Are you really against the death penalty?

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Are you REALLY against the death penalty or are you just against the death penalty when someone of your race is put to death?

ODC

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13 responses »

  1. I’m really against the death penalty. I don’t think it’s an effective deterrent. Our judicial system, though better than most, is incredibly flawed both on the non-violent offender end & capital punishment end. If you can afford a good lawyer, you are less likely to get the death penalty & minorities are disproportionately executed.

    On a completely different wavelength, it is more expensive to execute someone than it is to keep them in prison for life.

    At the core, innocent people are executed. I will accept no argument that capital punishment is justice as long as any innocent person is killed by it. “most of the people we execute are guilty” is not & never will be good enough.

  2. I am against the death penalty regardless of the defendant’s race. I don’t believe that the death penalty strengthens the rule of law, which should be the ultimate goal of our criminal justice system.

    I do, however, believe that society must be protected from the most heinous criminals. I’ve heard the argument that putting someone to death is much less expensive than giving them “three hots and a cot” (three hot meals per day and a place to live). My answer is always the same: You can’t put a price on a human life…. any human life. Period.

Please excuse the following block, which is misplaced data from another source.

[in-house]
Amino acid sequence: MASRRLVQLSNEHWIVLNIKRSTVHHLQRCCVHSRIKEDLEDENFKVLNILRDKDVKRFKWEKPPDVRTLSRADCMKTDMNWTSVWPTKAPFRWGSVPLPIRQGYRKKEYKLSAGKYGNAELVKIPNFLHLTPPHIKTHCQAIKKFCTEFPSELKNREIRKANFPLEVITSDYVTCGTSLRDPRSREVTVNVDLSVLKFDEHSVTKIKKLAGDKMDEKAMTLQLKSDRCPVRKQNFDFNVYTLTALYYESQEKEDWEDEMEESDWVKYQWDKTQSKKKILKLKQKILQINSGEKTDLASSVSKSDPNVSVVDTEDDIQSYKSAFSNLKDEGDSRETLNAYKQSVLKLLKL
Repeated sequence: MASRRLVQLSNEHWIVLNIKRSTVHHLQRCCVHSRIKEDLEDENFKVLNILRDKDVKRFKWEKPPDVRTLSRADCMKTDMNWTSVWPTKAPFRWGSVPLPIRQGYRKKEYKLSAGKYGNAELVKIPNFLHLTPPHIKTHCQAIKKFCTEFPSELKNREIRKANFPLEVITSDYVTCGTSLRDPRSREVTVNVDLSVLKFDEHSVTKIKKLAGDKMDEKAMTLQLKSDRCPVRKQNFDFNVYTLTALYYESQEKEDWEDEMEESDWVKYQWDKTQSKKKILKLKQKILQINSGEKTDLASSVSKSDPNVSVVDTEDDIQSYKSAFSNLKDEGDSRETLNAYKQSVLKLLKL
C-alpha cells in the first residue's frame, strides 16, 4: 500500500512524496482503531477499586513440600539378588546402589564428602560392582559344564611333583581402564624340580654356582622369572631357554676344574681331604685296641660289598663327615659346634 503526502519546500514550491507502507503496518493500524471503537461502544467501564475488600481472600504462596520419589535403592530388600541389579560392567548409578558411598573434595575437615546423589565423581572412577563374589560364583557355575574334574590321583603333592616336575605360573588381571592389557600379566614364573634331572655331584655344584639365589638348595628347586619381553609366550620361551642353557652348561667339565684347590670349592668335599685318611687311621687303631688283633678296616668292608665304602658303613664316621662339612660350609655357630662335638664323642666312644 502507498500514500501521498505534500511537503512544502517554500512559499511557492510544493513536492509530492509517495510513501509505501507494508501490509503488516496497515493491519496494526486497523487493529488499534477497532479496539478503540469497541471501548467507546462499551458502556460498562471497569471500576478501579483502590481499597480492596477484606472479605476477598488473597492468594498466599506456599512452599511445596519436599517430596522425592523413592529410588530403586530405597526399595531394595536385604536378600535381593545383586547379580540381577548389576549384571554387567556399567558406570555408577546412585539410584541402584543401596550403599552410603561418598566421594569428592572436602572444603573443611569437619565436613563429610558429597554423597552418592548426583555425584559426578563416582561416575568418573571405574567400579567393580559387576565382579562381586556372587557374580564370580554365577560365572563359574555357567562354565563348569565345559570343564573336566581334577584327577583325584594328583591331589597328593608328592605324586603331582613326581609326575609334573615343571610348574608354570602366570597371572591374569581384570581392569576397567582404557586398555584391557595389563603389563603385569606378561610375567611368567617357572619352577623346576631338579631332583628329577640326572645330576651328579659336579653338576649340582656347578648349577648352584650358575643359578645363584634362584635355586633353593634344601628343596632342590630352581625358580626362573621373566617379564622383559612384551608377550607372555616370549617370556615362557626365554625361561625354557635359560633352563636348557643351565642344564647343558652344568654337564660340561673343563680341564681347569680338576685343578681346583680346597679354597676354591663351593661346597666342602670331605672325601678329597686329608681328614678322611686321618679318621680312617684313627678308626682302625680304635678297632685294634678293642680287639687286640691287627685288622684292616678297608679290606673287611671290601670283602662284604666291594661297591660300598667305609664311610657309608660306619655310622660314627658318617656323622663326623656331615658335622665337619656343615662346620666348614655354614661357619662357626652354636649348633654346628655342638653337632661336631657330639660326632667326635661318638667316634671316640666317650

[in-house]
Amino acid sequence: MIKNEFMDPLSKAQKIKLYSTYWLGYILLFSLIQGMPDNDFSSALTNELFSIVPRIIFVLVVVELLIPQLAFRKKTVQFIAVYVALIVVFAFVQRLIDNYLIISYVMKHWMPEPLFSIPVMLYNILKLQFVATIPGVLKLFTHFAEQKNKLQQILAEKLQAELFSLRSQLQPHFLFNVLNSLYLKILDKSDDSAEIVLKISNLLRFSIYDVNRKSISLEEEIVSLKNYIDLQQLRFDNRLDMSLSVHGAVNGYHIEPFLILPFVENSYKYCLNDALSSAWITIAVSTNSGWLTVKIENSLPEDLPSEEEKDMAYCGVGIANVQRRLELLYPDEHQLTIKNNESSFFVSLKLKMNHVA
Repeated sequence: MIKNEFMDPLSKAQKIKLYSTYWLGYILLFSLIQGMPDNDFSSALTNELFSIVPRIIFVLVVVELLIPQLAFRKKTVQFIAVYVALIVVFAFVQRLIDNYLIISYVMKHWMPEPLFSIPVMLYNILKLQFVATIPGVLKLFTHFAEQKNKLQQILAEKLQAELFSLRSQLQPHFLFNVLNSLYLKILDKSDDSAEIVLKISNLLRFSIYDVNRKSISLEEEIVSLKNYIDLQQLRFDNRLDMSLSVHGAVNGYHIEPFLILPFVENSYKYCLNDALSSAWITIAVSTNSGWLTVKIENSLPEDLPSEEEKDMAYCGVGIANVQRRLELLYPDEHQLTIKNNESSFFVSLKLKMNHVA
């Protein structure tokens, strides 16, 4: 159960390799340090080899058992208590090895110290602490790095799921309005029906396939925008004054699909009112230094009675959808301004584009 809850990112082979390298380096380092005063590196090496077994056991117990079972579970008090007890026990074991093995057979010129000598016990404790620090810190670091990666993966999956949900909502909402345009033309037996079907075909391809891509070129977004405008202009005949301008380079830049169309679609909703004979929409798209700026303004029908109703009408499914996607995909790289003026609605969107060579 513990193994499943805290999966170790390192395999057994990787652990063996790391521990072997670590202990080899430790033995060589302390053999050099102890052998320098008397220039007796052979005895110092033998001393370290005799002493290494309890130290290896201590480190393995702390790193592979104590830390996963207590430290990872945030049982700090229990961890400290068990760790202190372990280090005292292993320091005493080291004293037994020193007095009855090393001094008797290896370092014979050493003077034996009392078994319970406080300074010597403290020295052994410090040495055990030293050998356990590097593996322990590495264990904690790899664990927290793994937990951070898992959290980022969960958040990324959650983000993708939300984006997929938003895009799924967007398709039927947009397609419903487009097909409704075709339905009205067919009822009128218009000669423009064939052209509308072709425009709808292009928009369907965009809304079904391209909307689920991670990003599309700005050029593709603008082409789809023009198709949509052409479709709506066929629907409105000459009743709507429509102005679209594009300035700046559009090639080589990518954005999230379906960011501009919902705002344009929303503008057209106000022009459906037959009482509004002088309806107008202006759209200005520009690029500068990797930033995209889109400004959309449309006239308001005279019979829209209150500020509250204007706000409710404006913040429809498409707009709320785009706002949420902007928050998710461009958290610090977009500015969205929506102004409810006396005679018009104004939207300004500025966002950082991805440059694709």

• I believe capital punishment is a matter to be decided by our individual states and through the processes of law. I neither promote nor oppose it. For one who has faith in a loving God and life beyond the grave, with a view toward an eternal perspective, I believe there are worse things than dying.

      Despite your “price for a life” argument, in all the recent polls conducted by the likes of Gallup, Rasmussen, Harris and Pew, around two-thirds — or 65% of Americans — continue to support the death penalty for persons convicted of murder, while 31% oppose it. More than 30 states have statutes allowing it. The U.S. Supreme Court has ruled it constitutional. Sounds like someone is in the minority.